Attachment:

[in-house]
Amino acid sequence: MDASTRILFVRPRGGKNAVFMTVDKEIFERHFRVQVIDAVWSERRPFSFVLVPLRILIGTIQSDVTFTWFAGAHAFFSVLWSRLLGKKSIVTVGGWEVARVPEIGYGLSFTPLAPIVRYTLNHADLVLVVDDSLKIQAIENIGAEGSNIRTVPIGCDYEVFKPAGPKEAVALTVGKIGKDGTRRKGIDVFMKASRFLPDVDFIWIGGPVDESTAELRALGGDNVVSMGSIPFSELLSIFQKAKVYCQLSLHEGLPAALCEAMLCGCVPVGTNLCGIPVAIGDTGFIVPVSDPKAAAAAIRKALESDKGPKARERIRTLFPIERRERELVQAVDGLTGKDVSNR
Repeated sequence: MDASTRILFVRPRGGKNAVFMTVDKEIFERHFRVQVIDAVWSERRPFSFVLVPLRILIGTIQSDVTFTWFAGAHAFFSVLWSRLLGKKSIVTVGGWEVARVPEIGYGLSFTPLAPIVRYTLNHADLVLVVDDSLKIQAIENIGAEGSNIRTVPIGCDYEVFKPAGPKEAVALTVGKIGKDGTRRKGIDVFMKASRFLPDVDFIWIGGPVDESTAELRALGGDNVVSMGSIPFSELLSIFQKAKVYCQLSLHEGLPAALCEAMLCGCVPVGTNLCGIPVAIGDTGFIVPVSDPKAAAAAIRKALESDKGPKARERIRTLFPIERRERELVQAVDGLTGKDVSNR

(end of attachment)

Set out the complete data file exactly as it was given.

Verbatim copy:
[in-house]
Amino acid sequence: MDASTRILFVRPRGGKNAVFMTVDKEIFERHFRVQVIDAVWSERRPFSFVLVPLRILIGTIQSDVTFTWFAGAHAFFSVLWSRLLGKKSIVTVGGWEVARVPEIGYGLSFTPLAPIVRYTLNHADLVLVVDDSLKIQAIENIGAEGSNIRTVPIGCDYEVFKPAGPKEAVALTVGKIGKDGTRRKGIDVFMKASRFLPDVDFIWIGGPVDESTAELRALGGDNVVSMGSIPFSELLSIFQKAKVYCQLSLHEGLPAALCEAMLCGCVPVGTNLCGIPVAIGDTGFIVPVSDPKAAAAAIRKALESDKGPKARERIRTLFPIERRERELVQAVDGLTGKDVSNR
Repeated sequence: MDASTRILFVRPRGGKNAVFMTVDKEIFERHFRVQVIDAVWSERRPFSFVLVPLRILIGTIQSDVTFTWFAGAHAFFSVLWSRLLGKKSIVTVGGWEVARVPEIGYGLSFTPLAPIVRYTLNHADLVLVVDDSLKIQAIENIGAEGSNIRTVPIGCDYEVFKPAGPKEAVALTVGKIGKDGTRRKGIDVFMKASRFLPDVDFIWIGGPVDESTAELRALGGDNVVSMGSIPFSELLSIFQKAKVYCQLSLHEGLPAALCEAMLCGCVPVGTNLCGIPVAIGDTGFIVPVSDPKAAAAAIRKALESDKGPKARERIRTLFPIERRERELVQAVDGLTGKDVSNR